Eventually Demeter learns what happened to her daughter from another god. She then goes to Zeus, King of the Gods, and gives him an ultimatum – have Hades return Persephone or spring will never come again. Not wanting perpetual winter, Zeus calls a meeting of sorts between Demeter and Hades. Note that Persephone is not invited even though it has been called to determine her own fate. Because Persephone ate the pomegranate seed, she must remain queen of the underworld, but Zeus compromises and lets Demeter have Persephone for half of the year. Thus, the seasons are born. [Again note that Persephone is never consulted. As it turns out, Persephone has grown to like Hades and the underworld. Older, “wiser” men and women decided her fate, but that underlying theme will be left for another essay]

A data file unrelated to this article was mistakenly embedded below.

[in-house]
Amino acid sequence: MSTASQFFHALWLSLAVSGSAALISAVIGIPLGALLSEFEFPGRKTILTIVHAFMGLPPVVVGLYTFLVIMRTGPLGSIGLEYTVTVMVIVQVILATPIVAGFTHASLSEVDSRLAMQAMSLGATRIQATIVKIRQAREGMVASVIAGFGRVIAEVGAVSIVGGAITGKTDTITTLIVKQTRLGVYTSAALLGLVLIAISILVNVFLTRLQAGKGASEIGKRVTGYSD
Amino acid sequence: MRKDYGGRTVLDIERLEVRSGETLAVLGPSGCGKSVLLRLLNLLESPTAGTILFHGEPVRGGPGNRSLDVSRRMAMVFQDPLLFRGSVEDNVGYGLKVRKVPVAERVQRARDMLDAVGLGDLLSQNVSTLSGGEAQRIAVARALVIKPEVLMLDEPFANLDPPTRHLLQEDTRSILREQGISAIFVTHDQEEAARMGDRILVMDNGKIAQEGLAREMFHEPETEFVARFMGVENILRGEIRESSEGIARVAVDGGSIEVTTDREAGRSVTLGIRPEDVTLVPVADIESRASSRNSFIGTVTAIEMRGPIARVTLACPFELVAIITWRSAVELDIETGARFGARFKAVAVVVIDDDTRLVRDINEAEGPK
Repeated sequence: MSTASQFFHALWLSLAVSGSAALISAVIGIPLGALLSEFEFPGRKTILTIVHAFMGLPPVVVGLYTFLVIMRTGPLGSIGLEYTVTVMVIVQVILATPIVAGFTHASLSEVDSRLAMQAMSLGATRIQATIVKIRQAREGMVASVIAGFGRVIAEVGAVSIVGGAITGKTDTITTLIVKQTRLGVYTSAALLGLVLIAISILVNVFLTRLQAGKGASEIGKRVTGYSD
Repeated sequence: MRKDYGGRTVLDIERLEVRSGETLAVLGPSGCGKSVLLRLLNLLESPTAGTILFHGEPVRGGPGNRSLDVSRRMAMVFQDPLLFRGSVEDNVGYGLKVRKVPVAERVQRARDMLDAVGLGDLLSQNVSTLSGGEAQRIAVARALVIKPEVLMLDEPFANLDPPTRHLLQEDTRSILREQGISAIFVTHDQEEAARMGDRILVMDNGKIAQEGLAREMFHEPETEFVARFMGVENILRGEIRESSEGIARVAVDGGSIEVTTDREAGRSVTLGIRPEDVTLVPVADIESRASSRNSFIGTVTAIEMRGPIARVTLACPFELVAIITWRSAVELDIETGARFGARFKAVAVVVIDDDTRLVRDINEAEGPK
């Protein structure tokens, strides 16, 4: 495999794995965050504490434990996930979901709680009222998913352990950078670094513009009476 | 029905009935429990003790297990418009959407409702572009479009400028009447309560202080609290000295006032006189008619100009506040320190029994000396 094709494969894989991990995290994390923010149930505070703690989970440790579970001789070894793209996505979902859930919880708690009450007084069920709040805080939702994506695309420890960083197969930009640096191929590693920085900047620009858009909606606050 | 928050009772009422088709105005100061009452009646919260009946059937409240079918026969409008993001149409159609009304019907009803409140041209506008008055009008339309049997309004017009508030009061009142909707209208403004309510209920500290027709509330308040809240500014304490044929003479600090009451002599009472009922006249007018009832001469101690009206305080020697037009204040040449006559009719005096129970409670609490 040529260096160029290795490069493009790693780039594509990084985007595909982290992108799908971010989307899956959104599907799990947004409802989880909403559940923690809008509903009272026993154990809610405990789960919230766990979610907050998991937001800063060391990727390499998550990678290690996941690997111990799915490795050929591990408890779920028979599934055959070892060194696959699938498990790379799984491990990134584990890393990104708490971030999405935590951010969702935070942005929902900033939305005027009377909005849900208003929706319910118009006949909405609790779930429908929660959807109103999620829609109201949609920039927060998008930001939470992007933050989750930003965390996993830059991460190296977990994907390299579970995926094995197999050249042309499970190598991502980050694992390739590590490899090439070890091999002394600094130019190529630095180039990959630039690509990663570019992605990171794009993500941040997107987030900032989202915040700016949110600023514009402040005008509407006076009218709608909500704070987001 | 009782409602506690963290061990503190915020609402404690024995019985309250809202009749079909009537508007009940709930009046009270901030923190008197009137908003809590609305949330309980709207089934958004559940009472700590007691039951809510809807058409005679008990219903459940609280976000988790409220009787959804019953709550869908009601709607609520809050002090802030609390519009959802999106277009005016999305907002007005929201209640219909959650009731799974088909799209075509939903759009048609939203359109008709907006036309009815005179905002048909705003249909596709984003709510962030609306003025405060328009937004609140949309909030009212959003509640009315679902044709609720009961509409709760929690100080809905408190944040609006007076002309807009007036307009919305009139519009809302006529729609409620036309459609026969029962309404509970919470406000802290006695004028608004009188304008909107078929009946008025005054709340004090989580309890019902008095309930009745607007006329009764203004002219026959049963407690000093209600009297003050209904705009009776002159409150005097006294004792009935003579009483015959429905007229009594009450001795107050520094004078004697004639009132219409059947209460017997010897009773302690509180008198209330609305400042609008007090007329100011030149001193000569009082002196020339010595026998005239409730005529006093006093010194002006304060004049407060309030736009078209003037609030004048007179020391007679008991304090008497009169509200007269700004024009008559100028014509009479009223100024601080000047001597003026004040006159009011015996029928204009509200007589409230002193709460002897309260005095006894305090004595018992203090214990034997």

Last week I was riding the train. They are doing work on one of the lines, so the train was packed. I was standing in the back of the car, crushed against everyone. There was a man behind me, much older than me. I guess he decided that I was attractive, or at least attractive to him. And that because of this, and his status as an older, bigger man, he had the right to attempt to feel me up. He grabbed me from behind and slowly moved his hands downward. Luckily for me, I know some self-defense moves and was able to elbow him in the stomach. He was no Hades. He stumbled backwards while mumbling “bitch” under his breath. How dare I fight back!
Not surprisingly, I was upset about the incident. When I told people what happened most were supportive of my indignation. However, I did get a few “that’s just what happens when you live in a city,” “there’s always gonna be creeps out there,” and “there’s nothing you can do about it.” My least favorite response was the “What were you wearing? It always happens when summer rolls around.” To me, these comments sound a lot like “because you are young and female, your body is not your own”.